DroneShield (ASX: DRO) will fulfil its first order of drone mitigation systems in Central America after receiving US regulatory approval.
The company’s ability to complete an order for its DroneSentry drone mitigation system and DroneGun Tactical jammer products for use by a Central American government security agency was contingent on getting the go-ahead from US authorities.
With approvals now granted, it paves the way for the firm to proceed with the order, valued at $300,000.
Commenting on the win, DroneShield chief executive officer Oleg Vornik said no government or corporate civil infrastructure operator was immune from drone misuse.
“Inaction is not an option, and the recent events at Gatwick Airport, during which a malicious drone operator shut down England’s second largest airport for approximately 48 hours using an off the shelf consumer drone, stranding 100,000+ passengers, and causing tens if not hundreds of millions of dollars’ worth of damage, have brought this home to decision-makers around the world,” he said.
The regulatory green . light for the drone order follows on from DroneShield receiving approval for the sale of 70 units of its DroneGun tactical jammer to an unnamed Middle Eastern country earlier this year.
The agreement, valued at $3.2 million, was understood to be the largest tactical drone mitigation deal in the industry’s history.
Increasing drone misuse a boon for DroneShield
The Sydney-based company, which has developed a range of products aimed at mitigating the threat of drones in war as well as for civilian applications, has a presence in more than 50 countries, including Australia.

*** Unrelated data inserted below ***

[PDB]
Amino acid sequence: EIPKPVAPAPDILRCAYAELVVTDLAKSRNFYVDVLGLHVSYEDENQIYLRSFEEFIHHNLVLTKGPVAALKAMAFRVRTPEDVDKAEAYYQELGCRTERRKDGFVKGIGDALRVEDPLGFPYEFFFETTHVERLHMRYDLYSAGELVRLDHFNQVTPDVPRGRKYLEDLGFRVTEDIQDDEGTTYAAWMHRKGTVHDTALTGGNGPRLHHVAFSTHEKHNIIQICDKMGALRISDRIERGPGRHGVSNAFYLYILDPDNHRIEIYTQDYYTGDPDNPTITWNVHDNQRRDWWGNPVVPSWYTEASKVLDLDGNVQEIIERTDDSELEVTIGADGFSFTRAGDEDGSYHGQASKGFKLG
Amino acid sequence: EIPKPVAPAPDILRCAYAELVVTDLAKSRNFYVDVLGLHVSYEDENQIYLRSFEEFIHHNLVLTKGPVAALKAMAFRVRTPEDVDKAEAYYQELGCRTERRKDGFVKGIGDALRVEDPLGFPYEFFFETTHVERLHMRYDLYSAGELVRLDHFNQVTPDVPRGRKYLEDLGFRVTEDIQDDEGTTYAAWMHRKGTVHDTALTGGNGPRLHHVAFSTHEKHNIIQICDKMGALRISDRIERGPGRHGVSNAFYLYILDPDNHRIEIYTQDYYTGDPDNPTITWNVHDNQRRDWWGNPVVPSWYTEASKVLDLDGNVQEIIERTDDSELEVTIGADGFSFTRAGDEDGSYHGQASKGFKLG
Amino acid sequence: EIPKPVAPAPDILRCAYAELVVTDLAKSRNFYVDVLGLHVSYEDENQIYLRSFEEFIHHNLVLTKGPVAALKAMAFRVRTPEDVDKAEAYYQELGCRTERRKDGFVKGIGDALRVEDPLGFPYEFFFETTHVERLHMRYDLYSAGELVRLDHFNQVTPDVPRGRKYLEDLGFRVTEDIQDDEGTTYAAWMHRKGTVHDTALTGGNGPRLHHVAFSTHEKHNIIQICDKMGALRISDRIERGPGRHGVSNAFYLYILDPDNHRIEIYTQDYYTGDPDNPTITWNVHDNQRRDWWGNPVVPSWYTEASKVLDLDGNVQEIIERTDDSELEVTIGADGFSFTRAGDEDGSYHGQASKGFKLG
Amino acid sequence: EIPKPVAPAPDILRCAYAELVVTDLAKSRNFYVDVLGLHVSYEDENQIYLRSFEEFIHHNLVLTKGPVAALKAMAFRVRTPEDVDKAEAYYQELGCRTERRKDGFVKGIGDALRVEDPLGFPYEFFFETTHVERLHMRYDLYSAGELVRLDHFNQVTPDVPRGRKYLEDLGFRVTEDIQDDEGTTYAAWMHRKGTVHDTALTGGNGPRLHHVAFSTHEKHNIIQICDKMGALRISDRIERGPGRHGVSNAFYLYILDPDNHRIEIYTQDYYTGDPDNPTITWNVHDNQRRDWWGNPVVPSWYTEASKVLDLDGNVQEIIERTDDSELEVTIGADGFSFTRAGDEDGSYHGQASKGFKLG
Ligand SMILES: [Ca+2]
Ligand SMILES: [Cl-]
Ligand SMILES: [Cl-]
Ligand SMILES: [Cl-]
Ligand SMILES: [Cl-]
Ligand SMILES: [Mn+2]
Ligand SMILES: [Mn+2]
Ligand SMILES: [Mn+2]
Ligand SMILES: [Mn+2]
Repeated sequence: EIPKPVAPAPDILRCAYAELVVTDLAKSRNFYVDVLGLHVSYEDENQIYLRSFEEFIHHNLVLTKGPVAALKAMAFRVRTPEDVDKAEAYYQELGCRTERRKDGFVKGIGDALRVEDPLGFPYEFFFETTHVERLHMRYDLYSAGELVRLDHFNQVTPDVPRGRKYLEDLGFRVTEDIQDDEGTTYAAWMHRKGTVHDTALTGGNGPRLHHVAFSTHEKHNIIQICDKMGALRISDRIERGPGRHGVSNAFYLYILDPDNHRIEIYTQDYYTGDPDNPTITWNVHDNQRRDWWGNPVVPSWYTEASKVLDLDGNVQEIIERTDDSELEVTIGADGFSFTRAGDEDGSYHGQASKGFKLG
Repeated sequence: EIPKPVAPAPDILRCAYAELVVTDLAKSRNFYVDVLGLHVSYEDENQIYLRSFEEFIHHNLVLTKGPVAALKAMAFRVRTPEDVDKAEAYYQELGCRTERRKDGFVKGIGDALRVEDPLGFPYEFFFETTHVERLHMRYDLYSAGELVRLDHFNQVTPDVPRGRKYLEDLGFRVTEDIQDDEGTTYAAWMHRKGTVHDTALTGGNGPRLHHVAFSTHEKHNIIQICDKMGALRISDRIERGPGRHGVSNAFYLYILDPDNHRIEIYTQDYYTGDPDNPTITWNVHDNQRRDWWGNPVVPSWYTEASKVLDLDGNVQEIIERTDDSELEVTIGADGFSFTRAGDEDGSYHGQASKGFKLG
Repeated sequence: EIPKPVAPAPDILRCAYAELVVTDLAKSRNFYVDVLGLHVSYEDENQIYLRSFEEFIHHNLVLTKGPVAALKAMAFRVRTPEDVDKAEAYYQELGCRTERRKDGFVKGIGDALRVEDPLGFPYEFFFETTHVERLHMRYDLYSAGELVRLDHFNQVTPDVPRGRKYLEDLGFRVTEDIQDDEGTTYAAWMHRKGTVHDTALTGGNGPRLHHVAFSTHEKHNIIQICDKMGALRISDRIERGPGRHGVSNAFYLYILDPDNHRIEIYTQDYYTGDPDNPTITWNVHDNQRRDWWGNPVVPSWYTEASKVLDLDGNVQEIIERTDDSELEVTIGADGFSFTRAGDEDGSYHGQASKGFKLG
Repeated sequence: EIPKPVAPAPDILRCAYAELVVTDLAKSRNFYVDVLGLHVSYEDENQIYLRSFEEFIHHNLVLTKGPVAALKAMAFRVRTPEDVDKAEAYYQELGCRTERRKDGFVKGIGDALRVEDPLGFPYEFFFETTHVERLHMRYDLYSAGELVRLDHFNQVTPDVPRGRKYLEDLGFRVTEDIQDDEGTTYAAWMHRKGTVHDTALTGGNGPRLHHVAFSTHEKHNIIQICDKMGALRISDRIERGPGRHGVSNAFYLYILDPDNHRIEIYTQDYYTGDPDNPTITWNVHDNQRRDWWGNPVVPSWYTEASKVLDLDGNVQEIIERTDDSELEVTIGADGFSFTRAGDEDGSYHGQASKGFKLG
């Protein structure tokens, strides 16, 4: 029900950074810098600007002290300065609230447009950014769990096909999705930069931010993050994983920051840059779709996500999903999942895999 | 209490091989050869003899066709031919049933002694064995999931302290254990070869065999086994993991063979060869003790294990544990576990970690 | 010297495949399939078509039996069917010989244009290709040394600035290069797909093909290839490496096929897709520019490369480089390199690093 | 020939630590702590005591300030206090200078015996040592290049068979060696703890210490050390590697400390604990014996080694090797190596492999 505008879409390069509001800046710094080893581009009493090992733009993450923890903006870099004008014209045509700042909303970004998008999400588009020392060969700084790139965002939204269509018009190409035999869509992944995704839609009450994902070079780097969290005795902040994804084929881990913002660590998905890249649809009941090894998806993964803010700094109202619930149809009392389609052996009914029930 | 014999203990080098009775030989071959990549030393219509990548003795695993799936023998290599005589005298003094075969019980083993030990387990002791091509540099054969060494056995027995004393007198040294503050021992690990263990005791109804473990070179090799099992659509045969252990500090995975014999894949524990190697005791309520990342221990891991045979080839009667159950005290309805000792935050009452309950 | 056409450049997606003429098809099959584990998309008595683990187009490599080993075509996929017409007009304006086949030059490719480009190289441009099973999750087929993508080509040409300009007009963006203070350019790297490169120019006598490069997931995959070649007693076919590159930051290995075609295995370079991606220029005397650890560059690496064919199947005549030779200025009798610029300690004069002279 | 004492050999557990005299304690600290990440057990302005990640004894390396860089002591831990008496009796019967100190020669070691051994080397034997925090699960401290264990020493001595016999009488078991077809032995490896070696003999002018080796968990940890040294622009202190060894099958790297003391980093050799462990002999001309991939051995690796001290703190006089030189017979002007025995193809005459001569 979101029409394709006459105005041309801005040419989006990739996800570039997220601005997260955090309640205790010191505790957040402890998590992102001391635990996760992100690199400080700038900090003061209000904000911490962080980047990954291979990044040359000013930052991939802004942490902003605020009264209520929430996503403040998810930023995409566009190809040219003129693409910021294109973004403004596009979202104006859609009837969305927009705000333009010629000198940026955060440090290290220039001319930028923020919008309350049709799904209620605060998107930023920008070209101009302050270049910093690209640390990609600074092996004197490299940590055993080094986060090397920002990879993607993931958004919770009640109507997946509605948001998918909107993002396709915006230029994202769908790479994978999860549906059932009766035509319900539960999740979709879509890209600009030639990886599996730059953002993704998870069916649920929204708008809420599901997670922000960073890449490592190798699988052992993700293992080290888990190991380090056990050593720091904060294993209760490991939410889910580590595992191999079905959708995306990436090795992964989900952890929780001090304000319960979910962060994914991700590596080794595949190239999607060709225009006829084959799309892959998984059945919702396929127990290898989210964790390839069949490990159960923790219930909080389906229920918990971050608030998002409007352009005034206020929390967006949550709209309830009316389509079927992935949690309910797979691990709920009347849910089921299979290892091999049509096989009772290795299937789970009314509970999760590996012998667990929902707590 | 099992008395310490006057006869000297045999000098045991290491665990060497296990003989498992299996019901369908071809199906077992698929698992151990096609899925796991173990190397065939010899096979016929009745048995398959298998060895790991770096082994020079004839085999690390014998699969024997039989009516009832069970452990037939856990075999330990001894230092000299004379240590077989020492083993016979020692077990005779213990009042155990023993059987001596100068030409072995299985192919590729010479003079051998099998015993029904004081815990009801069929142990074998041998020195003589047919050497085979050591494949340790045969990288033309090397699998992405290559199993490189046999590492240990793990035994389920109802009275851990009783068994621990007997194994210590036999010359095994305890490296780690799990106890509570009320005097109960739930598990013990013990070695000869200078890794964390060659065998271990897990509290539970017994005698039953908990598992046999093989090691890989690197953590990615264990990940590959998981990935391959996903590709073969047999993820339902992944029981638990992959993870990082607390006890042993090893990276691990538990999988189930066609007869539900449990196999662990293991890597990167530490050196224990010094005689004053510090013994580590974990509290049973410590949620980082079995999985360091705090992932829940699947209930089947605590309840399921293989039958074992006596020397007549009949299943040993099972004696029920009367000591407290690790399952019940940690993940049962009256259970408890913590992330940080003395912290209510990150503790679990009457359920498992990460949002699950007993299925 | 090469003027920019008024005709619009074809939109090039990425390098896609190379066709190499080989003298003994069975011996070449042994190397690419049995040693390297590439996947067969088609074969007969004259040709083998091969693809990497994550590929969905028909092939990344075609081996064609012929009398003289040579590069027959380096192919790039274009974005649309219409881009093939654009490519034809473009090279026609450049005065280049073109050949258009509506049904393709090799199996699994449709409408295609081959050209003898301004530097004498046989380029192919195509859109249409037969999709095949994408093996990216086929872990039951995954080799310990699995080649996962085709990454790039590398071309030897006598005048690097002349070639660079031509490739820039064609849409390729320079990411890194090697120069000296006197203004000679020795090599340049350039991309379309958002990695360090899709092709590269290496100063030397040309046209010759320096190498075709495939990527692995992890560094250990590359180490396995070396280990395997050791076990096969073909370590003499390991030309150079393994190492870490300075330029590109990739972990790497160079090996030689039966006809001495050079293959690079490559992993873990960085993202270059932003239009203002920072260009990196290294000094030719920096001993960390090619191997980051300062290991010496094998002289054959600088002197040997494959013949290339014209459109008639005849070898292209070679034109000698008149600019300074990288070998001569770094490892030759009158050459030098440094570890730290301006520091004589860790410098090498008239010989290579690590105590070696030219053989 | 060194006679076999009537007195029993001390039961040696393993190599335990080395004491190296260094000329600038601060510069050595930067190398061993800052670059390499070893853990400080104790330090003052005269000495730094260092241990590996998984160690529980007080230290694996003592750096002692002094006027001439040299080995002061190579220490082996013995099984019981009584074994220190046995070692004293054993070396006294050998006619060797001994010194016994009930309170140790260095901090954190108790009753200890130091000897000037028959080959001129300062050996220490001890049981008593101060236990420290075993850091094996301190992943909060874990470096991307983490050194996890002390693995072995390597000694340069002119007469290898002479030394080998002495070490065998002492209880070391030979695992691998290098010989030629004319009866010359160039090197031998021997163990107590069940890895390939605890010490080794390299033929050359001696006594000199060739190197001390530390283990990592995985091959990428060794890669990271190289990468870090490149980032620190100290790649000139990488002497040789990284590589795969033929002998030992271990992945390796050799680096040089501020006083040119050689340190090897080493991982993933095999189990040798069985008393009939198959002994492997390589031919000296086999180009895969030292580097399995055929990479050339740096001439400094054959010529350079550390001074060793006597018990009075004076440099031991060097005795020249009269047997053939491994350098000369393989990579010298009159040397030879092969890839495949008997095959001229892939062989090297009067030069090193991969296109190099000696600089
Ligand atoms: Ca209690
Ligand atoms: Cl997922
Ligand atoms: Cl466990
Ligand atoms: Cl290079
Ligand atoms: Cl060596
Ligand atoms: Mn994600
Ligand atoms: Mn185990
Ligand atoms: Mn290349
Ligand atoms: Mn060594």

The counter drone technology provider has been fielding an increase in interest for its equipment following the Gatwick Airport incident and the alleged drone assassination attempt on Venezuelan President Nicolás Maduro earlier in the year.
In recent months, it has sold its portable drone jammers DroneGun for use by a Western governmental security agency and has sold DroneGuns for use by the national security agency of a major Asian country.
Speaking with Small Caps from New Zealand, Vornik said the company was readying itself for increased equipment purchases in 2019.
“We’re seeing a lot of interest from airports right across the counties in which we operate in, in addition to the other segments we cover such as military and special events,” he said.
“Drones in some countries, like Australia, are perfectly legal to buy and are the number one Christmas present but as the technology develops and they continue to proliferate, the use of drones will continue to create headaches.”
With the anti-drone industry in the spotlight, Vornik sees a world in the not too distant future where counter drone equipment is declared mandatory in some countries.
Shares in the company jumped 17.2% on the regulatory approval to $0.170.